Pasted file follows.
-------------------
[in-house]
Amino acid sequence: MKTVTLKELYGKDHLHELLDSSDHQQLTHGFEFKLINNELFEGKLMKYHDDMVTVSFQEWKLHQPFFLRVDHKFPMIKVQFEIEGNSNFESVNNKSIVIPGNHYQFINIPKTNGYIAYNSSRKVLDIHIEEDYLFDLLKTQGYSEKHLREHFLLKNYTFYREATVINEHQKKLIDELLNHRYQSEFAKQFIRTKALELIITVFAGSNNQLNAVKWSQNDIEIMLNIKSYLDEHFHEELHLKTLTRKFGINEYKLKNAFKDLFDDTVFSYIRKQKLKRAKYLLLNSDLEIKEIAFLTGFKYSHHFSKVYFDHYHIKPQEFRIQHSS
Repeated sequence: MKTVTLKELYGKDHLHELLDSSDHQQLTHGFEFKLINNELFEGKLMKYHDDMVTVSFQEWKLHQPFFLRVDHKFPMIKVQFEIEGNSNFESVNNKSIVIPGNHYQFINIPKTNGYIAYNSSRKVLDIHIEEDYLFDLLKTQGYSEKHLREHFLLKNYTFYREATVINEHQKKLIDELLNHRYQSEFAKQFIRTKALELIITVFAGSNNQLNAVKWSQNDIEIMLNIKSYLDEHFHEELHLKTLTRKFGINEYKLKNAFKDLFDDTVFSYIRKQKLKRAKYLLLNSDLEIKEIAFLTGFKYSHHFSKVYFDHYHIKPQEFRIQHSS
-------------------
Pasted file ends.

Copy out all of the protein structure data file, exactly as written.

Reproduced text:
[in-house]
Amino acid sequence: MKTVTLKELYGKDHLHELLDSSDHQQLTHGFEFKLINNELFEGKLMKYHDDMVTVSFQEWKLHQPFFLRVDHKFPMIKVQFEIEGNSNFESVNNKSIVIPGNHYQFINIPKTNGYIAYNSSRKVLDIHIEEDYLFDLLKTQGYSEKHLREHFLLKNYTFYREATVINEHQKKLIDELLNHRYQSEFAKQFIRTKALELIITVFAGSNNQLNAVKWSQNDIEIMLNIKSYLDEHFHEELHLKTLTRKFGINEYKLKNAFKDLFDDTVFSYIRKQKLKRAKYLLLNSDLEIKEIAFLTGFKYSHHFSKVYFDHYHIKPQEFRIQHSS
Repeated sequence: MKTVTLKELYGKDHLHELLDSSDHQQLTHGFEFKLINNELFEGKLMKYHDDMVTVSFQEWKLHQPFFLRVDHKFPMIKVQFEIEGNSNFESVNNKSIVIPGNHYQFINIPKTNGYIAYNSSRKVLDIHIEEDYLFDLLKTQGYSEKHLREHFLLKNYTFYREATVINEHQKKLIDELLNHRYQSEFAKQFIRTKALELIITVFAGSNNQLNAVKWSQNDIEIMLNIKSYLDEHFHEELHLKTLTRKFGINEYKLKNAFKDLFDDTVFSYIRKQKLKRAKYLLLNSDLEIKEIAFLTGFKYSHHFSKVYFDHYHIKPQEFRIQHSS